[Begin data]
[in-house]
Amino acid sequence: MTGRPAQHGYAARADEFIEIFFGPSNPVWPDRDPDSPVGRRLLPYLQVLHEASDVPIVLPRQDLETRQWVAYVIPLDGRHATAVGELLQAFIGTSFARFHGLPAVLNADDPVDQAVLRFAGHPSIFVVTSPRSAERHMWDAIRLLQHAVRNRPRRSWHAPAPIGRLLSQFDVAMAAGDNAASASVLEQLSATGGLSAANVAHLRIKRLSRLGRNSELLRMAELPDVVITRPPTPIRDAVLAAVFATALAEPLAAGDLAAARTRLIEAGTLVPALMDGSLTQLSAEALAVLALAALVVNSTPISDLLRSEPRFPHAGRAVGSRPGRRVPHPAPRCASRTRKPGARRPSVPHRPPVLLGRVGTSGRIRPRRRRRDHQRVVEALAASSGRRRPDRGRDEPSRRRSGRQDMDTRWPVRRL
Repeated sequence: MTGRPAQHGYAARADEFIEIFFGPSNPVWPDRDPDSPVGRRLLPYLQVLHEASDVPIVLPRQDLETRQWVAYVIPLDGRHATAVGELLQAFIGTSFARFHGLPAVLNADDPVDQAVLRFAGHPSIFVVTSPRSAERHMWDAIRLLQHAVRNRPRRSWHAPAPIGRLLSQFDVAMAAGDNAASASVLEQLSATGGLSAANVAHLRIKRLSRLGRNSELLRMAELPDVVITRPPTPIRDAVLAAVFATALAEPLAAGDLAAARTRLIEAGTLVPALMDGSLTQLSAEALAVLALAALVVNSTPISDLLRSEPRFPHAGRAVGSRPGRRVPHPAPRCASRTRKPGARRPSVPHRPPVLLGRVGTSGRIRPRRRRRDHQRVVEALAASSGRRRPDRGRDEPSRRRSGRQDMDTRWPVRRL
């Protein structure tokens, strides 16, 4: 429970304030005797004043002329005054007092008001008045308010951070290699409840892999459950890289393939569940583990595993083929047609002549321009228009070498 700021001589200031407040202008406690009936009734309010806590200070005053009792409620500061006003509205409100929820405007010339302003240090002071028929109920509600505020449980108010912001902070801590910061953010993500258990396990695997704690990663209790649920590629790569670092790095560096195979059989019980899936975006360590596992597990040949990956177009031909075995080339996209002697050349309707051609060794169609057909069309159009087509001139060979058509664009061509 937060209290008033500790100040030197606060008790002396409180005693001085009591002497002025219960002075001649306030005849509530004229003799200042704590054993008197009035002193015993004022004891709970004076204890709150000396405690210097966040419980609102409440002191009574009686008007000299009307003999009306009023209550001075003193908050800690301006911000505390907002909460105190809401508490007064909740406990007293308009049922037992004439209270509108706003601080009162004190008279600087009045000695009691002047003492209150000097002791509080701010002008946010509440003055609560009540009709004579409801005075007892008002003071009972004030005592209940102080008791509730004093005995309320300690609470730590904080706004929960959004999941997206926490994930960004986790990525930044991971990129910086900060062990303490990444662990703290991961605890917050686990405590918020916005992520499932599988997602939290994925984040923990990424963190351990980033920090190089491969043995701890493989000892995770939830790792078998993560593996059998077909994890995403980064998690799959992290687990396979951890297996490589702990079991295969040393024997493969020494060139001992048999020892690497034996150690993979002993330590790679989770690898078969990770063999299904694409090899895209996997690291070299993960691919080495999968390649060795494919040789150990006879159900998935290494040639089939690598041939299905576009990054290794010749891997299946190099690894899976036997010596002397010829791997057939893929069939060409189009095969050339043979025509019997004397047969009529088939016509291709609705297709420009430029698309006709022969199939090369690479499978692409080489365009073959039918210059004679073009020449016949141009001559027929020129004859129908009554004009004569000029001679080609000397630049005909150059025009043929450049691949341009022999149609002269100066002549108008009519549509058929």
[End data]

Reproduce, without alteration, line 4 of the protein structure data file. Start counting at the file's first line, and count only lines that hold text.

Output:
């Protein structure tokens, strides 16, 4: 429970304030005797004043002329005054007092008001008045308010951070290699409840892999459950890289393939569940583990595993083929047609002549321009228009070498 700021001589200031407040202008406690009936009734309010806590200070005053009792409620500061006003509205409100929820405007010339302003240090002071028929109920509600505020449980108010912001902070801590910061953010993500258990396990695997704690990663209790649920590629790569670092790095560096195979059989019980899936975006360590596992597990040949990956177009031909075995080339996209002697050349309707051609060794169609057909069309159009087509001139060979058509664009061509 937060209290008033500790100040030197606060008790002396409180005693001085009591002497002025219960002075001649306030005849509530004229003799200042704590054993008197009035002193015993004022004891709970004076204890709150000396405690210097966040419980609102409440002191009574009686008007000299009307003999009306009023209550001075003193908050800690301006911000505390907002909460105190809401508490007064909740406990007293308009049922037992004439209270509108706003601080009162004190008279600087009045000695009691002047003492209150000097002791509080701010002008946010509440003055609560009540009709004579409801005075007892008002003071009972004030005592209940102080008791509730004093005995309320300690609470730590904080706004929960959004999941997206926490994930960004986790990525930044991971990129910086900060062990303490990444662990703290991961605890917050686990405590918020916005992520499932599988997602939290994925984040923990990424963190351990980033920090190089491969043995701890493989000892995770939830790792078998993560593996059998077909994890995403980064998690799959992290687990396979951890297996490589702990079991295969040393024997493969020494060139001992048999020892690497034996150690993979002993330590790679989770690898078969990770063999299904694409090899895209996997690291070299993960691919080495999968390649060795494919040789150990006879159900998935290494040639089939690598041939299905576009990054290794010749891997299946190099690894899976036997010596002397010829791997057939893929069939060409189009095969050339043979025509019997004397047969009529088939016509291709609705297709420009430029698309006709022969199939090369690479499978692409080489365009073959039918210059004679073009020449016949141009001559027929020129004859129908009554004009004569000029001679080609000397630049005909150059025009043929450049691949341009022999149609002269100066002549108008009519549509058929």